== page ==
Jets’ Offensive Geared TowardP.R. Conversion

Speaking to a packed ballroom of droopy-eyed business leaders in the New York Hilton on Mar. 16, Crain’s New York Business publisher Alair Townsend issued a stern warning to potential hecklers at her magazine’s breakfast forum on the proposed West Side stadium for the New York Jets.

“Scattered around this room are many plainclothes security personnel from the hotel, private guards and the NYPD,” she said. “Should any [outburst] occur, people will be removed swiftly …. If I get annoyed enough, I’ll press charges.”

Ms. Townsend had been warned about the possibility of a disturbance by an article in that morning’s New York Post , which quoted an activist as promising some polite heckling that would fall short of “throwing a pie” in anyone’s face.

The activist quoted was David Oats, the founder of the fledgling Queens Olympic Committee, which is advocating the construction of a new stadium for the Jets in Queens and not on the West Side.

Perhaps cowed by Ms. Townsend’s admonition, Mr. Oats’ polite heckling amounted to nothing more than the distribution of photocopied fliers to forum attendees. In the meantime, Jets president Jay Cross and NYC and Company Chairman Jonathan Tisch calmly batted away critical questions about the stadium proposal from two journalists who rounded out the forum’s panel.

For Mr. Cross, at least, it was a marked improvement from the defensive performance he made during a meeting called by Community Board 4 in late February. That contrast is emblematic of the Jets’ new efforts to build support for the project. Although the stadium plan still faces widespread opposition, the Jets have begun to show that they have supporters, too. In the last two weeks, a group of minority city and state legislators endorsed the stadium, as did the chairman of the City Council’s finance committee, and the team expects several key union leaders to do the same on Mar. 18.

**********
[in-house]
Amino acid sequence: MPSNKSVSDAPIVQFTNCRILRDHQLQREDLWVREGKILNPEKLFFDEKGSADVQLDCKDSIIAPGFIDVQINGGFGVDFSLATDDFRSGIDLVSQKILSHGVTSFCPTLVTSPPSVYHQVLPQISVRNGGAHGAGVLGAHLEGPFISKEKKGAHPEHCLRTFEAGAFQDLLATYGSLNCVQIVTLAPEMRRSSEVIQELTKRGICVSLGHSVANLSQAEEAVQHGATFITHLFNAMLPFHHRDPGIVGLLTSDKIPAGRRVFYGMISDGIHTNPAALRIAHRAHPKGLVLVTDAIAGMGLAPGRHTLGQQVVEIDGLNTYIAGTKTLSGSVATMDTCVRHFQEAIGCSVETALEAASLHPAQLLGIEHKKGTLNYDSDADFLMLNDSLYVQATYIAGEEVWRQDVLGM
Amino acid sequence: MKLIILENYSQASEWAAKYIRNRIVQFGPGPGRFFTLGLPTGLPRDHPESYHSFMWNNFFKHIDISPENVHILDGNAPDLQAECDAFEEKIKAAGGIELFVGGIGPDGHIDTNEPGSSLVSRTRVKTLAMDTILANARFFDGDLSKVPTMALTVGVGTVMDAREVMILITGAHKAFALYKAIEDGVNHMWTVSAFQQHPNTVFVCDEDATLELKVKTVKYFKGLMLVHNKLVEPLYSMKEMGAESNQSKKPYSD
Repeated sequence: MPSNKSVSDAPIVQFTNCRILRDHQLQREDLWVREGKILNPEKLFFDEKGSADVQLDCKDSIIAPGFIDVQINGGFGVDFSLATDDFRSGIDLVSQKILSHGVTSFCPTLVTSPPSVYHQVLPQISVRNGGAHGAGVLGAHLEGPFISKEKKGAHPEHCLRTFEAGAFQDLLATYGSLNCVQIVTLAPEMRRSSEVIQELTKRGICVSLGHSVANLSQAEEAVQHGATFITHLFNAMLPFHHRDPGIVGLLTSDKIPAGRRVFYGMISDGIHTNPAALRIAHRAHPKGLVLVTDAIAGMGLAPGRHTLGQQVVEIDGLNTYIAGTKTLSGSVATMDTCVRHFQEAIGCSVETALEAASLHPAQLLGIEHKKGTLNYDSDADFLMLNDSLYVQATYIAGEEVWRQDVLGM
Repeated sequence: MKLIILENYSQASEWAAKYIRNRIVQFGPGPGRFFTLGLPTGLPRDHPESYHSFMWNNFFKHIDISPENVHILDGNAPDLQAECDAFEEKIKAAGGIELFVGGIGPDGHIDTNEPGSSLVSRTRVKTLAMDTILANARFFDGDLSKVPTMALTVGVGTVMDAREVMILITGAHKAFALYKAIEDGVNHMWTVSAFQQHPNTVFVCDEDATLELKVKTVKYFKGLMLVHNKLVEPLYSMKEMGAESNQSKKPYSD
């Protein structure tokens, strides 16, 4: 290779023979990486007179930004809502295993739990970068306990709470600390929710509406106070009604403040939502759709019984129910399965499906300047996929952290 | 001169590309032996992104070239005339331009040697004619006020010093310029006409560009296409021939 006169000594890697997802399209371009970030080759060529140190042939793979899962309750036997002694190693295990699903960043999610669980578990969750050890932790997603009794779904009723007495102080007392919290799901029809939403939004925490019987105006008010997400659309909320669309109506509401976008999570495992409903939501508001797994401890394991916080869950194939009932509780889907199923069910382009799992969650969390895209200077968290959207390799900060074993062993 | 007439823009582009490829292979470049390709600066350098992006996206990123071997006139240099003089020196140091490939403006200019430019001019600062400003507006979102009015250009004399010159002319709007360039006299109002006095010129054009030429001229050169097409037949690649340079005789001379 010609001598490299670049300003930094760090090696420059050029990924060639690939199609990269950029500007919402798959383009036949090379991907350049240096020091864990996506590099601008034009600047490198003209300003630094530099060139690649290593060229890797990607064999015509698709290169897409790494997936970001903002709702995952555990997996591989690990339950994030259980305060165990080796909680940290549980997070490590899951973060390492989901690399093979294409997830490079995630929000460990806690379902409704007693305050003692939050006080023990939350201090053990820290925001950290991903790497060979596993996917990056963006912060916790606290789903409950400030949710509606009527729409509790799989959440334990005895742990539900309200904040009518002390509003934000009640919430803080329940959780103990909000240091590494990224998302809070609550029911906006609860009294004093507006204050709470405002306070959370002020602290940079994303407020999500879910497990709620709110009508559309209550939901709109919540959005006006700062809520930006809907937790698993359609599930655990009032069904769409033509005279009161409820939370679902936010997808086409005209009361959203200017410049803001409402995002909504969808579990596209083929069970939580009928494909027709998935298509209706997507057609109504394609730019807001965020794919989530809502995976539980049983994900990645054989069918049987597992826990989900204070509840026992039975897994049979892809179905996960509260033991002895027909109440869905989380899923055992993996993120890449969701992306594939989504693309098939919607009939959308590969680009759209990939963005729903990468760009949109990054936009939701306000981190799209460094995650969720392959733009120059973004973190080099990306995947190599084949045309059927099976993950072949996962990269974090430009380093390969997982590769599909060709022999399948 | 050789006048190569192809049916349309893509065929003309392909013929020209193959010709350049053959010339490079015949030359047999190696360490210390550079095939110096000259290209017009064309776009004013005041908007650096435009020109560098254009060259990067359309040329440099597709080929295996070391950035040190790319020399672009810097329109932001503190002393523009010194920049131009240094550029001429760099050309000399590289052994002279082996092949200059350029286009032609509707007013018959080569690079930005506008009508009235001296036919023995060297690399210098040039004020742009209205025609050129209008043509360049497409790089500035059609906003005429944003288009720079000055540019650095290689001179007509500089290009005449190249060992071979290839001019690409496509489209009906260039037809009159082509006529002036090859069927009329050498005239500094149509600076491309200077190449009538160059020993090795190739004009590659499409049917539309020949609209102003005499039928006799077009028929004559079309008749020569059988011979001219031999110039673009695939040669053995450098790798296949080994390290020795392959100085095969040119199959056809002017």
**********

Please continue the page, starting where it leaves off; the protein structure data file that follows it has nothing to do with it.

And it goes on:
Proponents of a Queens-based stadium have yet to start their public-relations campaign in earnest, but Mr. Oats had plenty to say about the Jets’ recent publicity efforts. He pointed out that only three minority legislators showed up at a press conference to tout minority support for the West Side project. He also noted that the Council’s finance committee chair, David Weprin of Queens, acknowledged that he based his endorsement on a financial study that the Jets themselves had commissioned from Ernst and Young.

“I don’t think they’re on a roll,” Mr. Oats said of the Jets. “I think they’re in a free fall. What they’re doing is re-arranging the deck chairs on the Titanic .”

Mr. Oats said his presence at the Crain’s forum served notice that he and his supporters “are going to be at every single thing that the Jets do.”

That may be so, but both Mr. Oats and Manhattan-based stadium opponents have the disadvantage of facing a Mayor and a Governor who support the plan and who refuse to consider seriously the idea of building the stadium in Queens, where the Jets once played before moving to the New Jersey Meadowlands in the early 1980’s.

At the Crain’s forum, Mr. Cross and Mr. Tisch made two announcements that further added to the sense of momentum for the stadium project. Mr. Cross said that one of the top show bookers of the Jacob K. Javits Convention Center now supports the proposed stadium, which would provide additional space for the convention center when it is not being used for football.